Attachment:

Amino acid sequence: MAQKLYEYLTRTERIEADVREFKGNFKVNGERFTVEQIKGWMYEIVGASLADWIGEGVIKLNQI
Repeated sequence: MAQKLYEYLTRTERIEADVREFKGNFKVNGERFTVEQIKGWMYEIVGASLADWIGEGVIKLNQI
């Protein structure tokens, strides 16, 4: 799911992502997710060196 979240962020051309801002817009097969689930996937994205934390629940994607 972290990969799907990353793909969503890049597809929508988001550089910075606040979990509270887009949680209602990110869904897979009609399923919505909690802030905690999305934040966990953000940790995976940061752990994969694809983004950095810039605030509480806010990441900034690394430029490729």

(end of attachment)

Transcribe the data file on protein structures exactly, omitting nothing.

Amino acid sequence: MAQKLYEYLTRTERIEADVREFKGNFKVNGERFTVEQIKGWMYEIVGASLADWIGEGVIKLNQI
Repeated sequence: MAQKLYEYLTRTERIEADVREFKGNFKVNGERFTVEQIKGWMYEIVGASLADWIGEGVIKLNQI
């Protein structure tokens, strides 16, 4: 799911992502997710060196 979240962020051309801002817009097969689930996937994205934390629940994607 972290990969799907990353793909969503890049597809929508988001550089910075606040979990509270887009949680209602990110869904897979009609399923919505909690802030905690999305934040966990953000940790995976940061752990994969694809983004950095810039605030509480806010990441900034690394430029490729």